Over the last few decades international organisations, national governments, and governmental and private actors have all multiplied their efforts to limit the extent to which natural catastrophes, man-made atrocities and political and economic breakdowns affect civil populations. The European Union and Humanitarian Crises: Patterns of Intervention addresses the allocation of foreign aid within the framework of the European Union’s Humanitarian Aid policy and analyses different Member States’ intervention strategies designed to cope with these emergencies. Joining the debate about bilateral and multilateral allocation of foreign aid in crisis situations and exploring the cooperative actions undertaken by the European Union and its Member States to cope with them the book questions how the context of the crises themselves impacts on strategies of intervention and investigates how strategies change depending on the characteristics of the crisis.
Dr Francesca Pusterla holds a PhD in Political Science awarded by the Department of Political Science and International Relations at the University of Geneva and a MA in European Advanced Interdisciplinary Studies by the College of Europe. She specializes in International Relations, Humanitarian Aid and European Union Policy Studies.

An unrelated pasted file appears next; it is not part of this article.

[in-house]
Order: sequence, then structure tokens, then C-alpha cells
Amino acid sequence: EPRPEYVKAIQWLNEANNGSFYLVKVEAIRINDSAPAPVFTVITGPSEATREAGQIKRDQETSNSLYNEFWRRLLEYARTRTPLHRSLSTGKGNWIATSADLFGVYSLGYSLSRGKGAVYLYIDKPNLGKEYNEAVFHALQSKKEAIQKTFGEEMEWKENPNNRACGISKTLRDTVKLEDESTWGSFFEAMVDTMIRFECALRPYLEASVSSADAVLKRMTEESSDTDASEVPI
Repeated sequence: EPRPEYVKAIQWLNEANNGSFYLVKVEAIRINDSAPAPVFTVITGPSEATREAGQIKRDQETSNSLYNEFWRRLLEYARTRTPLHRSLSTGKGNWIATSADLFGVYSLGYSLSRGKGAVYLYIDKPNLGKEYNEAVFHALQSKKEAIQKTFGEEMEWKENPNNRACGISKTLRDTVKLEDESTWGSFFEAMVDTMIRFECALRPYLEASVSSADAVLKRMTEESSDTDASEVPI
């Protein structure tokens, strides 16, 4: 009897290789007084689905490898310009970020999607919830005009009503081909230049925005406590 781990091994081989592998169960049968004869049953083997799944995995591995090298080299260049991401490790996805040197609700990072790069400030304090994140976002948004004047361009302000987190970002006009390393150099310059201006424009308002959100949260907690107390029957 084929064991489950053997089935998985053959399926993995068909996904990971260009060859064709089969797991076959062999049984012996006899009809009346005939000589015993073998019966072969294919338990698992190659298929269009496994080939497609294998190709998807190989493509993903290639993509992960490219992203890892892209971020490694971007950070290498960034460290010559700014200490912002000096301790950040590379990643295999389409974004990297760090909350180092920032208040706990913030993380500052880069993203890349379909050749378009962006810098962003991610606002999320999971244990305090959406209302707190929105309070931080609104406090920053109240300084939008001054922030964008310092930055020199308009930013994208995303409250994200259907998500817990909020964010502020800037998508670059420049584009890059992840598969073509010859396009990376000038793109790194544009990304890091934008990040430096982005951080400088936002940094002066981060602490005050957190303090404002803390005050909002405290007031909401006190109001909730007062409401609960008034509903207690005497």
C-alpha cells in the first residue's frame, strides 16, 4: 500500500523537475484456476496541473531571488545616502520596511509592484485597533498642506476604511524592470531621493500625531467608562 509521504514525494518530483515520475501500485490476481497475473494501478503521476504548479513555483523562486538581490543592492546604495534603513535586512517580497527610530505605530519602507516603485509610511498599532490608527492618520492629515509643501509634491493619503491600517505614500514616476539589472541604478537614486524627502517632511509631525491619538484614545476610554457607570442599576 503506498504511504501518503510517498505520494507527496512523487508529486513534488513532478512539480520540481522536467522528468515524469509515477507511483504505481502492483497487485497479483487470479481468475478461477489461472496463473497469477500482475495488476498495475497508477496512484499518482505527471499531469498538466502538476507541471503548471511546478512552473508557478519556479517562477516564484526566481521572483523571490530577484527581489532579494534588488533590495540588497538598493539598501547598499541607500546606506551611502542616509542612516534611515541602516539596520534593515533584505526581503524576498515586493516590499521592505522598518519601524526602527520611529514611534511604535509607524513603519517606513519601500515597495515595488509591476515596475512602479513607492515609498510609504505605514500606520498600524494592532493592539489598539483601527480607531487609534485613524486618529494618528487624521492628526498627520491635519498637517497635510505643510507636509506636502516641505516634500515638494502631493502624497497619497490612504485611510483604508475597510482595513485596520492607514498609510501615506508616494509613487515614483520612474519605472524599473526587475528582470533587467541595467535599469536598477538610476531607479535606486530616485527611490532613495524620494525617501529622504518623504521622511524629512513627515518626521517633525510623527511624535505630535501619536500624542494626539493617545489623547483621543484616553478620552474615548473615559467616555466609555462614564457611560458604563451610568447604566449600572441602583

’This is a sophisticated and fascinating journey to the places where the European response to humanitarian emergencies is made. It uncovers the roots of Europe’s reputation in humanitarian aid and explains the Brussels game that mixes up the Union’s programmes and state synergies. A must to understand the European policy of humanitarian assistance.’ Fulvio AttinÃ , University of Catania, Italy ’This book shows that, despite expectations, multilateral humanitarian interventions by the European Union and bilateral ones by its member states are better explained by the systemic characteristics of humanitarian crises and there is no difference in the patterns and decision-making of humanitarian intervention between ex-colonial and non-colonial EU member states. This clearly written study breaks new and very interesting ground.’ Pierre Allan, University of Geneva, Switzerland